It’s a half-hour film, a one-idea piece, but emotionally quite powerful. Levene, who returned to the role having given up acting 10 years earlier, acquits himself well.
The other offerings on the first DVD are a series of mini-features, mostly with poor sound quality, discussing Doctor Who fan films before Wartime Chronicles – which, from the brief clips shown, appear to have displayed a lot more imagination and ingenuity than some of the later more “professional” spin-offs. There’s also the obligatory “behind-thescenes” film, where someone with a spare camera films the filming of the film; but there’s only so much rehearsal, retakes and banter between actors and crew – often out of focus, with poor sound and from the wrong angle – that you can take before it becomes very repetitive and very tedious.
The second DVD has ReUNITed, a history of UNIT, and an overlong convention panel of Jon Pertwee and the UNIT team. A pleasantenough curiosity, but probably for longtime devotees only. David V Barrett
House Dir Nobuhiko Obayashi, Japan 1977 Eureka Entertainment, £16.99 (Blu-ray)
Blimey, where does one start with
House? Perhaps it’s best to begin by explaining that – title and haunted house premise aside – it has nothing to do with the 1980s US comedy-horror franchise. Now, under normal circumstances I have a real problem with comedyhorror films. They’re never funny enough, they’re never horrifying enough, and unless they get it absolutely spot on, each element undercuts the other. In the whole history of cinema the only film I can think of that made me laugh out loud and frightened the wits out of me is John Landis’s An American Werewolf in London. Over 100 years of movies and only once has the horror-comedy been done right. That’s how hard it is. However, House (originally released in Japan under the title
Hausu) is most unlike any horror film you’ve ever seen; in fact it’s also unlike any comedy you’ve ever seen.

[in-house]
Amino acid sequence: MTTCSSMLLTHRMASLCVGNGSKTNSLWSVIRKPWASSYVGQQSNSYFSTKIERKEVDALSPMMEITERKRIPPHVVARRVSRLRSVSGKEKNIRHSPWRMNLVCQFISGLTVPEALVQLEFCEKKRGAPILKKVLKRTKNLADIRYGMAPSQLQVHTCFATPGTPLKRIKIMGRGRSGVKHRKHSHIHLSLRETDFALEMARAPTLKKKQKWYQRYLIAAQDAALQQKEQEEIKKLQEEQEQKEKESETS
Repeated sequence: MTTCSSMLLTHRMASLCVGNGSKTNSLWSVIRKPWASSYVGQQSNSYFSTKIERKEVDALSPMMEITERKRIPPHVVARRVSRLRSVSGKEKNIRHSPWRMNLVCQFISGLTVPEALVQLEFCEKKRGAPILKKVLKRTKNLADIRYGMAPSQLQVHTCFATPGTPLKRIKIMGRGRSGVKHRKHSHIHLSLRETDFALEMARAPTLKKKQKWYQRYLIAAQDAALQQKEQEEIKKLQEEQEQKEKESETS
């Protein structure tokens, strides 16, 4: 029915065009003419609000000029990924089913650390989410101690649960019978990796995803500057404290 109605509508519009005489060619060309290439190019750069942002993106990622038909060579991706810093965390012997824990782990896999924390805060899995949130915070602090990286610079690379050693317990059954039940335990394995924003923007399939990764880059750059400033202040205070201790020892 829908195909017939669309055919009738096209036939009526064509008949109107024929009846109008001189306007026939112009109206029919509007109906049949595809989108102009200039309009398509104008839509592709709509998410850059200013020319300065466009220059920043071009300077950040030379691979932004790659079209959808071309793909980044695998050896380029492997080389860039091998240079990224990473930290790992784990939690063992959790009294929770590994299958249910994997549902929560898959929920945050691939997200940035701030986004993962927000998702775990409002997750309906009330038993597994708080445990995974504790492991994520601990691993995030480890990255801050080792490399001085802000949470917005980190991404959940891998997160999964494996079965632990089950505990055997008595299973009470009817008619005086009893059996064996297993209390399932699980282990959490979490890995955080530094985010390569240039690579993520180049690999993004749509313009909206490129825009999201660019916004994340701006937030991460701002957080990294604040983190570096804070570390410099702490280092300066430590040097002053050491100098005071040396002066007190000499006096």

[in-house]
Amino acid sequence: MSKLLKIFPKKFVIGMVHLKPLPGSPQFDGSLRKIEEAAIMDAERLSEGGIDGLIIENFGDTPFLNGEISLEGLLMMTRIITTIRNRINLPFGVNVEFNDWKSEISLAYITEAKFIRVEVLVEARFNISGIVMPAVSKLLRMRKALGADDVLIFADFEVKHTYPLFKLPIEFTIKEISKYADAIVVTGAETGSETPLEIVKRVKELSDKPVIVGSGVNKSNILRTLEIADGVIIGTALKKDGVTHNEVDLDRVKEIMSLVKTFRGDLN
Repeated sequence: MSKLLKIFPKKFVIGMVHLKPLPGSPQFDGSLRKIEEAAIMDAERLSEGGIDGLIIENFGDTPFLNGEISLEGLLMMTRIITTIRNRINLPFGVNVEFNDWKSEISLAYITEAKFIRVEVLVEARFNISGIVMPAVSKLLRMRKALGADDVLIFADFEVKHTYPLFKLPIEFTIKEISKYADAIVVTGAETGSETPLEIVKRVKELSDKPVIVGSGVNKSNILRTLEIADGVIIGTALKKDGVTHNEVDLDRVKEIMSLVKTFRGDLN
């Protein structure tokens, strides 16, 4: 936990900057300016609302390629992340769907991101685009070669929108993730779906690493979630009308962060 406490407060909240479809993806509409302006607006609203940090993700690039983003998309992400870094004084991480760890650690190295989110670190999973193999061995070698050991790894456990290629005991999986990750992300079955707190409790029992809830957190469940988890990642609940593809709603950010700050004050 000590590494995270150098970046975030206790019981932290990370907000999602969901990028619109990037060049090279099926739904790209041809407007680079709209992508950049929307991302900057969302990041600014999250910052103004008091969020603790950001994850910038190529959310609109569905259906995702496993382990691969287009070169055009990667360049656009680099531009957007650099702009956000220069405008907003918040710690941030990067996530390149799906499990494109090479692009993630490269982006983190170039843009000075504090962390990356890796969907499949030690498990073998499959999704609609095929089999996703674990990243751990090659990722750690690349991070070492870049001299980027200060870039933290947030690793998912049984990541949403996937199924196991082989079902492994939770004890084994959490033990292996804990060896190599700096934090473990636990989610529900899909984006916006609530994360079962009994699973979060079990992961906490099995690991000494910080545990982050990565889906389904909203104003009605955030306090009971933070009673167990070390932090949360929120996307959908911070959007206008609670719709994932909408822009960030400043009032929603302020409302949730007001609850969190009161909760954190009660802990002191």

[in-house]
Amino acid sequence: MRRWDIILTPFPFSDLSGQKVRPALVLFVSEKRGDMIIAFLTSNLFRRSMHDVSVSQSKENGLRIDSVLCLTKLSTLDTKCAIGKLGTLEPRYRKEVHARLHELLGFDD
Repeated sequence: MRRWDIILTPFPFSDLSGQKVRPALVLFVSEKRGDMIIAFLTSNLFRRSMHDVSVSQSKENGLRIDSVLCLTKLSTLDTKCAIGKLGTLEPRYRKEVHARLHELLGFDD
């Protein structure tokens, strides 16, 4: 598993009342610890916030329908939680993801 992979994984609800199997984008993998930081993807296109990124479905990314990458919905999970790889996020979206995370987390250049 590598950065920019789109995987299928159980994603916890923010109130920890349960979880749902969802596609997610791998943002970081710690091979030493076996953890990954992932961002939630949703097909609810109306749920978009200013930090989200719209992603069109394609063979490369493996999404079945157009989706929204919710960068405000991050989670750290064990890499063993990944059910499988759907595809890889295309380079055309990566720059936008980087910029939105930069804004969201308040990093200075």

Seven schoolgirls (deep breath: Angel, Melody, Fantasy, Kung-fu, Mac, Prof and Sweetie) decide to spend part of the summer vacation with Angel’s auntie at her isolated (of course) house in the countryside. Amid all sorts of supernatural weirdness, the girls find themselves unable to leave and start disappearing, one by one. Is the seemingly kind and gentle Auntie actually a killer? Or is the house itself responsible?
It’s difficult to convey just how strange this film is but, since it’s my responsibility as a reviewer to try, and despite the fact that it really does have to be seen to be believed, I shall have a go. House is one of the most bizarre films I have seen: it’s not only the things that happen but also the array of visual techniques used to present them. There are musical sequences, animation, shonky special effects, very good special effects, split screen, breaking of the fourth wall and all manner of editing tricks. The Japanese love of popular culture is reflected in the imagery and style, which encompasses at least four or five different genres. The tone lurches from playful to sentimental to cynical to brutal at the drop of a hat. All of which leaves the viewer dazzled, confused, annoyed and at times thoroughly entertained. But its enormous verve and imagination is also its weakness; because the film never settles down, it can get a little wearing. It’s a bit like watching The Banana Splits or The
Monkees, remade by Takashi Miike, for an hour and a half which, given that those shows only ran for 30 minutes, is probably asking too much.
This Blu-ray release, part of the excellent Masters of Cinema collection by Eureka, presents a transfer which renders the film looking better than it has done for years, which is crucial because of its reliance on visuals – as opposed to plot or dialogue – to tell the story. There are plenty of extras too, which help shed some light on the genesis of this extraordinary, singular piece of cinema. Daniel King